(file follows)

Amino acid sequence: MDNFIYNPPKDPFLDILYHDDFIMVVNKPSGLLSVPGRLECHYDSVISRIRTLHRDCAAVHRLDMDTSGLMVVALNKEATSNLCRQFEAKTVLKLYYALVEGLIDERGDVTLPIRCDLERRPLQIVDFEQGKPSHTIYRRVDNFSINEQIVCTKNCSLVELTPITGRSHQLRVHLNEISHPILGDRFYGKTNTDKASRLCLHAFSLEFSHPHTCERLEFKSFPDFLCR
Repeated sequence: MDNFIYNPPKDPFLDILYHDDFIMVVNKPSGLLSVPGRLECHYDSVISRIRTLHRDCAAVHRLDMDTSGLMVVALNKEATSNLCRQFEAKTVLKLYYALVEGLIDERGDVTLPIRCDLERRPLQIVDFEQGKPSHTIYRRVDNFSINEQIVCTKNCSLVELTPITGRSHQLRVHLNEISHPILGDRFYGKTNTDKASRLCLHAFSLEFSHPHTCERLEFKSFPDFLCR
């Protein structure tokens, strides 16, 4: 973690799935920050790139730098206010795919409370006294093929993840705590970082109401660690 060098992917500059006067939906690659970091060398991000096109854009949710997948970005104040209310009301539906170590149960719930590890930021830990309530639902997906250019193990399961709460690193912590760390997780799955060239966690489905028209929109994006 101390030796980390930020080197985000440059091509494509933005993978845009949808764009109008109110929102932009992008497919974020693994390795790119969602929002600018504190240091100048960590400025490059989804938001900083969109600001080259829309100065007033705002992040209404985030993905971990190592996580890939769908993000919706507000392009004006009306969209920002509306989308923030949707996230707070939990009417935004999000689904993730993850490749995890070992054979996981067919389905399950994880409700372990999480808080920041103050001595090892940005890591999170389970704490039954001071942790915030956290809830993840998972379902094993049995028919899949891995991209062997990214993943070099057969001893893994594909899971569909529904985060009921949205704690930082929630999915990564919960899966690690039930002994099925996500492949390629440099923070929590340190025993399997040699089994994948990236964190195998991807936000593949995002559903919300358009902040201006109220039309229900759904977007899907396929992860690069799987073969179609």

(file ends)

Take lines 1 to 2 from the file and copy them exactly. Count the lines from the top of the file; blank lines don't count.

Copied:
Amino acid sequence: MDNFIYNPPKDPFLDILYHDDFIMVVNKPSGLLSVPGRLECHYDSVISRIRTLHRDCAAVHRLDMDTSGLMVVALNKEATSNLCRQFEAKTVLKLYYALVEGLIDERGDVTLPIRCDLERRPLQIVDFEQGKPSHTIYRRVDNFSINEQIVCTKNCSLVELTPITGRSHQLRVHLNEISHPILGDRFYGKTNTDKASRLCLHAFSLEFSHPHTCERLEFKSFPDFLCR
Repeated sequence: MDNFIYNPPKDPFLDILYHDDFIMVVNKPSGLLSVPGRLECHYDSVISRIRTLHRDCAAVHRLDMDTSGLMVVALNKEATSNLCRQFEAKTVLKLYYALVEGLIDERGDVTLPIRCDLERRPLQIVDFEQGKPSHTIYRRVDNFSINEQIVCTKNCSLVELTPITGRSHQLRVHLNEISHPILGDRFYGKTNTDKASRLCLHAFSLEFSHPHTCERLEFKSFPDFLCR